Further Resources

Where are WEEE in Africa? Findings from the Basel Convention E-waste Africa Programme

Where are WEEE in Africa? Findings from the Basel Convention E-waste Africa Programme

Where are WEEE in Africa? Findings from the Basel Convention E-waste Africa Programme

Information Communication Technology (ICT) has revolutionized modern living, international business, global governance, communication, entertainment, transport, education, and health care. This has been driven by unprecedented high volumes of production and usage of consumer electronic products, in particular, personal computers, mobile phones, and television sets. Access to ICT has been identified as an indicator of a country’s economic and social development. The difference in access to ICT between developed and developing countries is commonly referred to as the “digital divide”. Africa has been undergoing rapid ICT transformation in recent years, attempting to bridge this divide by importing second-hand or used computers, mobile phones, and TV sets from developed countries. The countries of the region, however, lack the infrastructure and resources for the environmentally sound management (ESM) of electrical and electronic waste (e-waste) arising when such imports  reach their end-of-life.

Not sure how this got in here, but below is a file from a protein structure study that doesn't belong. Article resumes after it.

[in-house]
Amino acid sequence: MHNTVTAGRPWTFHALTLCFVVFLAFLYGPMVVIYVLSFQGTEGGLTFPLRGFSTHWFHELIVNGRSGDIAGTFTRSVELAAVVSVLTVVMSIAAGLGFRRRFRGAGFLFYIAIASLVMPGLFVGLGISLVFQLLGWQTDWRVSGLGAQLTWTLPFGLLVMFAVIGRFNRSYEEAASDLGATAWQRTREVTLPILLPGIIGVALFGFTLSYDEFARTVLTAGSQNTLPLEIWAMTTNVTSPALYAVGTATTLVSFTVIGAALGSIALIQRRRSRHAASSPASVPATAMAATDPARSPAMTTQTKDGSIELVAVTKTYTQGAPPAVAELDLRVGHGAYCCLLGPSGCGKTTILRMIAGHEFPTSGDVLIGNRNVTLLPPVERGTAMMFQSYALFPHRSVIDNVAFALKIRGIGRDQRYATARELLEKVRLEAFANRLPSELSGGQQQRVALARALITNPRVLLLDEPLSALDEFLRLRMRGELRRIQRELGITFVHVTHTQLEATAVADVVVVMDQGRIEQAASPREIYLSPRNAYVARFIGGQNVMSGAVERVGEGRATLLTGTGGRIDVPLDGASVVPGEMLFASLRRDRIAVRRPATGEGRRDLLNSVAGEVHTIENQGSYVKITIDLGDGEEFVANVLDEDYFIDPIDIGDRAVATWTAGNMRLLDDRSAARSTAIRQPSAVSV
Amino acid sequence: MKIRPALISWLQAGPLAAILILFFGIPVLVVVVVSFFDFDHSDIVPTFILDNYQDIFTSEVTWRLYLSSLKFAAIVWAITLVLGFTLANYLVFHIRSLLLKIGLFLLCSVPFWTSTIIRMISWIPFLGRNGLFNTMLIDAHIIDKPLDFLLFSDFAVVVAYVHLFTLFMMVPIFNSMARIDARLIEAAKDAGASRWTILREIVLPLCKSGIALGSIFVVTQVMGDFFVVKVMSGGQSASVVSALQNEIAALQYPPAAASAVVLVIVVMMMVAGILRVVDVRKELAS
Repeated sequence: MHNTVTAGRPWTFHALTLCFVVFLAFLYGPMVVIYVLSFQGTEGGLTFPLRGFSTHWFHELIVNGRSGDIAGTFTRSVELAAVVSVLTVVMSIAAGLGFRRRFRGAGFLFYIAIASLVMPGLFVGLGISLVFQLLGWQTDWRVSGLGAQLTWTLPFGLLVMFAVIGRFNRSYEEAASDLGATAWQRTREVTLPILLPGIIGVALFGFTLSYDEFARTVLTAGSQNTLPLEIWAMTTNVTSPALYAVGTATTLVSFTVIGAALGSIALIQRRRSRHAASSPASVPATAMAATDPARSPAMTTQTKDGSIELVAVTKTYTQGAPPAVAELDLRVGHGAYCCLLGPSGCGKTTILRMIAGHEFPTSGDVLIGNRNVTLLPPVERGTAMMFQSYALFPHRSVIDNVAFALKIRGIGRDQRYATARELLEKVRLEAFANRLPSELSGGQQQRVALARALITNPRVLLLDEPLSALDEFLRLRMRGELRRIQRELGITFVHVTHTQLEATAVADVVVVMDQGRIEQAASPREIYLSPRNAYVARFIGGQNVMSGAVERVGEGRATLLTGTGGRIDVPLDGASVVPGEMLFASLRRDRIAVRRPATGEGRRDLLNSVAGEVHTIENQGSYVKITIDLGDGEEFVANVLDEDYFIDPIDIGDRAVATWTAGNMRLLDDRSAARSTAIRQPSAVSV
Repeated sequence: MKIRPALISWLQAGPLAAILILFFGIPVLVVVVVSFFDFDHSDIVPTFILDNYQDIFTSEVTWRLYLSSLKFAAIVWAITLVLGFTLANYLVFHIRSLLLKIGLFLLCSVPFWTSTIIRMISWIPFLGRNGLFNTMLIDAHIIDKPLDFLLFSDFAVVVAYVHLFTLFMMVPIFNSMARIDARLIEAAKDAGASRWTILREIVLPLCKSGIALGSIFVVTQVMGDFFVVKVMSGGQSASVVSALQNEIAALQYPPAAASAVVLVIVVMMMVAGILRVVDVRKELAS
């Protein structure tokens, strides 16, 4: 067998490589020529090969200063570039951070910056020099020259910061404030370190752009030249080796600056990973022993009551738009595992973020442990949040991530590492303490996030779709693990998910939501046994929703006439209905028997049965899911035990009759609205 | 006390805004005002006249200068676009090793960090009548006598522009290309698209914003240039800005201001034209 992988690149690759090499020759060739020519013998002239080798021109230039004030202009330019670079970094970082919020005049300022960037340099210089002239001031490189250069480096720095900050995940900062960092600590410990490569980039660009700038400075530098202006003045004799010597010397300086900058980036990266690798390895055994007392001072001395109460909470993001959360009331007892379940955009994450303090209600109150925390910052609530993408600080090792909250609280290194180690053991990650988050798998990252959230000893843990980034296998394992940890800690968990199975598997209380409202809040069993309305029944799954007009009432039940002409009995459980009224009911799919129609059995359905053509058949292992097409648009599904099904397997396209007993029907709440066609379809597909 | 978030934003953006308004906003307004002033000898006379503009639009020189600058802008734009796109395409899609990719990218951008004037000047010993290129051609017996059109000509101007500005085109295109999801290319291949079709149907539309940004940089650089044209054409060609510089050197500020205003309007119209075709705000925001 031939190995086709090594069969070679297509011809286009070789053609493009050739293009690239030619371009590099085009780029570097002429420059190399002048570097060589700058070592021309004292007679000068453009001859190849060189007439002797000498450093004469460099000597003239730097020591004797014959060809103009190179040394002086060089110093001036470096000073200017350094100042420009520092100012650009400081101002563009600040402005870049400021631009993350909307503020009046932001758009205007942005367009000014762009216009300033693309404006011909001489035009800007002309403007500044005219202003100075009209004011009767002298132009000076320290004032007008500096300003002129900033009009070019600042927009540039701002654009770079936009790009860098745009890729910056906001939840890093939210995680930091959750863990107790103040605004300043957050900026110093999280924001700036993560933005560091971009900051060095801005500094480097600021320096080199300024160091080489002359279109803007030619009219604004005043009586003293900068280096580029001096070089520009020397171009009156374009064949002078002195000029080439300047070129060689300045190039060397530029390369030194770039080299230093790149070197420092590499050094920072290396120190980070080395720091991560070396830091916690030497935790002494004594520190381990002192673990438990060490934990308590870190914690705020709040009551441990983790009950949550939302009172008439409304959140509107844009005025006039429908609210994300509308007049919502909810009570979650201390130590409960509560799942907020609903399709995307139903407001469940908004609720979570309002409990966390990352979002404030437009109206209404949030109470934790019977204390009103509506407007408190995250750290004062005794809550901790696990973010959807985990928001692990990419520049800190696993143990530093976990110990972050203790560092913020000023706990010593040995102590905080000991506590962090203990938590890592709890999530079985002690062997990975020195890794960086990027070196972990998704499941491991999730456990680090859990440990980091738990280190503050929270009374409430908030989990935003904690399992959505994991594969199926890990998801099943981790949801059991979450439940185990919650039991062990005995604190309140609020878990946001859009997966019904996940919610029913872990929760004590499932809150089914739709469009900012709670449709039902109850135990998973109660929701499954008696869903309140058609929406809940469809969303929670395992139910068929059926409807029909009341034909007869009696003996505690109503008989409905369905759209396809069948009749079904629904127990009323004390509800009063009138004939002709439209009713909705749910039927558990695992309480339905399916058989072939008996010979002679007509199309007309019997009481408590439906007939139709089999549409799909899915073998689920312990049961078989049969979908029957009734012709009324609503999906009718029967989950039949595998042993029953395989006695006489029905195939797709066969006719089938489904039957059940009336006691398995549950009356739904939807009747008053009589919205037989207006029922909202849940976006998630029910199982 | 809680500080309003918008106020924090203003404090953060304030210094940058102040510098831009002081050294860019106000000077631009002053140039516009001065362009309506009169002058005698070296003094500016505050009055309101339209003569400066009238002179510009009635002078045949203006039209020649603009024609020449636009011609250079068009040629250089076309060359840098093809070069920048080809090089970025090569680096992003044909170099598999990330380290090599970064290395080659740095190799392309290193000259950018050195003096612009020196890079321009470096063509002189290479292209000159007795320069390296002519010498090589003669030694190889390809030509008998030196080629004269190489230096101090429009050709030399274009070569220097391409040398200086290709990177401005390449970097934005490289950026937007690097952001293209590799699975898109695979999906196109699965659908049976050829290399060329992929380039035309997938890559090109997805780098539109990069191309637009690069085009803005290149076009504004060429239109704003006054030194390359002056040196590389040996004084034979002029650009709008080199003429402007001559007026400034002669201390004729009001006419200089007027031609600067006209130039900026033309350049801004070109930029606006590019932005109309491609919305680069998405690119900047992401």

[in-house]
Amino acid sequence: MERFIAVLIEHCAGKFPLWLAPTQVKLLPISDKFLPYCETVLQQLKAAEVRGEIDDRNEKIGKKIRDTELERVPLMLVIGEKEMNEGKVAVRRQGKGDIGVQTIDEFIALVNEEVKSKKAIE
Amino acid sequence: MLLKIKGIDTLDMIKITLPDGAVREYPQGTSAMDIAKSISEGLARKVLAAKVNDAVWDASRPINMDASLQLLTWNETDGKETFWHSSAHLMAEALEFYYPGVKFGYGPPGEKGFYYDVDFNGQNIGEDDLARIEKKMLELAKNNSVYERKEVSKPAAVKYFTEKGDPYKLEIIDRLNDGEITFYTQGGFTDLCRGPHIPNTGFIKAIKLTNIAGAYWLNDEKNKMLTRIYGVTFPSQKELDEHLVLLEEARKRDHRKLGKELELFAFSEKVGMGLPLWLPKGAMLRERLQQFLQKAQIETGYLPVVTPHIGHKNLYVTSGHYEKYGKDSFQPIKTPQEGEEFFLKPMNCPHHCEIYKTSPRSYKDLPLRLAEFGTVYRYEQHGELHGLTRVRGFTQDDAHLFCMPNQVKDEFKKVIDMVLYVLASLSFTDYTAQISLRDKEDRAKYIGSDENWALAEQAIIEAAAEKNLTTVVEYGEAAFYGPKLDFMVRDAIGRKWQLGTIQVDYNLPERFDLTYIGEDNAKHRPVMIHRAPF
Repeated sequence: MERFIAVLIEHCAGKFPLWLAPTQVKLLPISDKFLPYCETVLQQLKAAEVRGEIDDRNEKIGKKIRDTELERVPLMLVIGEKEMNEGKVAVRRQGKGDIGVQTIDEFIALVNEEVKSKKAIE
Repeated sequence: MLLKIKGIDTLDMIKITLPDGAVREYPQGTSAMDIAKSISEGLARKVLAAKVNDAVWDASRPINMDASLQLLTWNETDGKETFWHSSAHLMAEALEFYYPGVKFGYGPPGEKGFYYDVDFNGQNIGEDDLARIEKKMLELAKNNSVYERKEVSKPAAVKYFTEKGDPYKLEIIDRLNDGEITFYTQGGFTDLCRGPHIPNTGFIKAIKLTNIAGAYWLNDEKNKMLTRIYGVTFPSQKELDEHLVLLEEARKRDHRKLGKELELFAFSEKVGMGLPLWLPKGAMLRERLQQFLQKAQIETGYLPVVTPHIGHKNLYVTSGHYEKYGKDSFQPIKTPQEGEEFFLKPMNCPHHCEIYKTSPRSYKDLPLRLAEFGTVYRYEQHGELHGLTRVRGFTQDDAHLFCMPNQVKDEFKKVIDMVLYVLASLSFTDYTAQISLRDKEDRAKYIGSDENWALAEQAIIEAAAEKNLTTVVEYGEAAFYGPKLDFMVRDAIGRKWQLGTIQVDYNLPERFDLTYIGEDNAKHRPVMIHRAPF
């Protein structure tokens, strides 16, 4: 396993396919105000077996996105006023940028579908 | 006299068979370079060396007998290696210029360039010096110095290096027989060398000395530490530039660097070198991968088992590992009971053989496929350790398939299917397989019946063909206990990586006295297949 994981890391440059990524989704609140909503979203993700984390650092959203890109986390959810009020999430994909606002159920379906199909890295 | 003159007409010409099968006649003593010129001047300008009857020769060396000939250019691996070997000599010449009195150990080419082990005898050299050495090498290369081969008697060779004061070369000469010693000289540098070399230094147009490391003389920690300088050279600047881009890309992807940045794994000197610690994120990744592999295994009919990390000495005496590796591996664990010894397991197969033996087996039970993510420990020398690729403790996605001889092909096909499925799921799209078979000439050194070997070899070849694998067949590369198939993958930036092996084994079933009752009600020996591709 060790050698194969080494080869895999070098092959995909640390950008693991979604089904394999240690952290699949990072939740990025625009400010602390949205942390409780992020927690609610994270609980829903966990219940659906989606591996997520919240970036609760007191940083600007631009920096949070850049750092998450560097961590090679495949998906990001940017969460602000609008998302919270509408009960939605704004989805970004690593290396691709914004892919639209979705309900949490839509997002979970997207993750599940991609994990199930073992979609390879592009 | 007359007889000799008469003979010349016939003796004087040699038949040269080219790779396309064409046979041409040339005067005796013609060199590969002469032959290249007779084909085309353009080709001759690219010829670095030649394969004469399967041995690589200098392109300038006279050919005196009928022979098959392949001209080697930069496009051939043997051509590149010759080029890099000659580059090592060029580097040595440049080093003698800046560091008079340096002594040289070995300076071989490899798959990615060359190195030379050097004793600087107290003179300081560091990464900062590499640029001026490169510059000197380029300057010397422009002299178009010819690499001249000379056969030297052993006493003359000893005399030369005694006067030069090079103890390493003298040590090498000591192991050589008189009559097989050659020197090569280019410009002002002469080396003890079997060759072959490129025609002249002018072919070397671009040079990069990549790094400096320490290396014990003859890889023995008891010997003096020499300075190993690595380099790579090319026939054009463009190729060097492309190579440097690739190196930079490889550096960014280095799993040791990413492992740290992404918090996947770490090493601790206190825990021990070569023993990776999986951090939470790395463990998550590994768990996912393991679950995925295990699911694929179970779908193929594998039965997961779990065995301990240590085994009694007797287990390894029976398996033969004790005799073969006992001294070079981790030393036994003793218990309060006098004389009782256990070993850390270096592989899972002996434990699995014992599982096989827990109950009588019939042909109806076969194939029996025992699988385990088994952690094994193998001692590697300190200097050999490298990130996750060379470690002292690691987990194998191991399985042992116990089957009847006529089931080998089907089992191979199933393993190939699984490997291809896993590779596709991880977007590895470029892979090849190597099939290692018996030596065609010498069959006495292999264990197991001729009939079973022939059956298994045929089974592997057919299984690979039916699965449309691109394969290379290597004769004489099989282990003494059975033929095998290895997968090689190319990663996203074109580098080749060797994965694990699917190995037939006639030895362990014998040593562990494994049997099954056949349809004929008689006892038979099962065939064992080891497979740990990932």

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English: Download Where are WEEE in Africa? Findings from the Basel Convention E-waste Africa Programme in English - PDF French: Download Where are WEEE in Africa? Findings from the Basel Convention E-waste Africa Programme in French - PDF

 

Pan-African Forum on E-waste

Pan-African Forum on E-waste

Pan-African Forum on E-waste

The growing e-waste volumes generated worldwide together with the lack or even absence of well-organized collection and management systems in Africa, where a disproportionate amount of this waste ends up, threatens Africa’s environment, its national economies and the health of local communities. In many African countries e-waste is routinely disposed on uncontrolled dumpsites, where waste volumes are periodically reduced by setting them on fire, causing a range of toxic substances to be released, heavily contaminating air, soil and water resources. Even unburned, in tropical climate, many e-waste fractions will soon release major pollutants, damaging human and environmental health. The serious consequences of this mounting environmental problem are now starting to attract the widespread public attention.

The Secretariat of the Basel Convention is pleased to announce the Pan-African Forum on E-waste to be held from 14 to 16 March 2012 in Nairobi, Kenya.

This two and a half day forum is being organized with the support of Hewlett-Packard and Dell. The forum aims to bring together relevant stakeholders from the governments of Africa, international organizations, academia and the private sector. The forum seeks to identify possible options for a sustainable solution to e-waste in Africa by developing a clear perspective on an environmentally sound e-waste management framework applicable in the African context. Forum participants will discuss the need for regulatory frameworks and ways of establishing or strengthening national, regional and international collaboration.

Join us in Nairobi and be part of a new initiative to address the e-waste problem facing Africa!